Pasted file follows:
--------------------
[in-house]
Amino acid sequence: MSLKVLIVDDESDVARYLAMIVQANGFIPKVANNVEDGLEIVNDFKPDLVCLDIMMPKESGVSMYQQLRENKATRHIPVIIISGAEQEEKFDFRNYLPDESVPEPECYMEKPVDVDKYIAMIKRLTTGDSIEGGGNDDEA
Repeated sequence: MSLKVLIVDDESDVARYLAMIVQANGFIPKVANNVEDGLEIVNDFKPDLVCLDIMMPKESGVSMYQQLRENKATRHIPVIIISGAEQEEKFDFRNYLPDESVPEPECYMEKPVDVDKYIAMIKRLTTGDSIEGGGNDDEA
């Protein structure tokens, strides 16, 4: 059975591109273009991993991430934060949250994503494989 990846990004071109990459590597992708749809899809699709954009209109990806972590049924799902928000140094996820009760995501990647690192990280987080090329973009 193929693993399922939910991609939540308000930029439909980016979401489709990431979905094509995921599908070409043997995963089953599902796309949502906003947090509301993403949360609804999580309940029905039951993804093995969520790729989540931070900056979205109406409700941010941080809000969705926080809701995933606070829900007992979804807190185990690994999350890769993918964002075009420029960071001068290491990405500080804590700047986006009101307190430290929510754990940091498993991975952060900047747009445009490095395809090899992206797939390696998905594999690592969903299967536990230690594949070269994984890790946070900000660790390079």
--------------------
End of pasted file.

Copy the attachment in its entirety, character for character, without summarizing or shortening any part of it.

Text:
[in-house]
Amino acid sequence: MSLKVLIVDDESDVARYLAMIVQANGFIPKVANNVEDGLEIVNDFKPDLVCLDIMMPKESGVSMYQQLRENKATRHIPVIIISGAEQEEKFDFRNYLPDESVPEPECYMEKPVDVDKYIAMIKRLTTGDSIEGGGNDDEA
Repeated sequence: MSLKVLIVDDESDVARYLAMIVQANGFIPKVANNVEDGLEIVNDFKPDLVCLDIMMPKESGVSMYQQLRENKATRHIPVIIISGAEQEEKFDFRNYLPDESVPEPECYMEKPVDVDKYIAMIKRLTTGDSIEGGGNDDEA
């Protein structure tokens, strides 16, 4: 059975591109273009991993991430934060949250994503494989 990846990004071109990459590597992708749809899809699709954009209109990806972590049924799902928000140094996820009760995501990647690192990280987080090329973009 193929693993399922939910991609939540308000930029439909980016979401489709990431979905094509995921599908070409043997995963089953599902796309949502906003947090509301993403949360609804999580309940029905039951993804093995969520790729989540931070900056979205109406409700941010941080809000969705926080809701995933606070829900007992979804807190185990690994999350890769993918964002075009420029960071001068290491990405500080804590700047986006009101307190430290929510754990940091498993991975952060900047747009445009490095395809090899992206797939390696998905594999690592969903299967536990230690594949070269994984890790946070900000660790390079």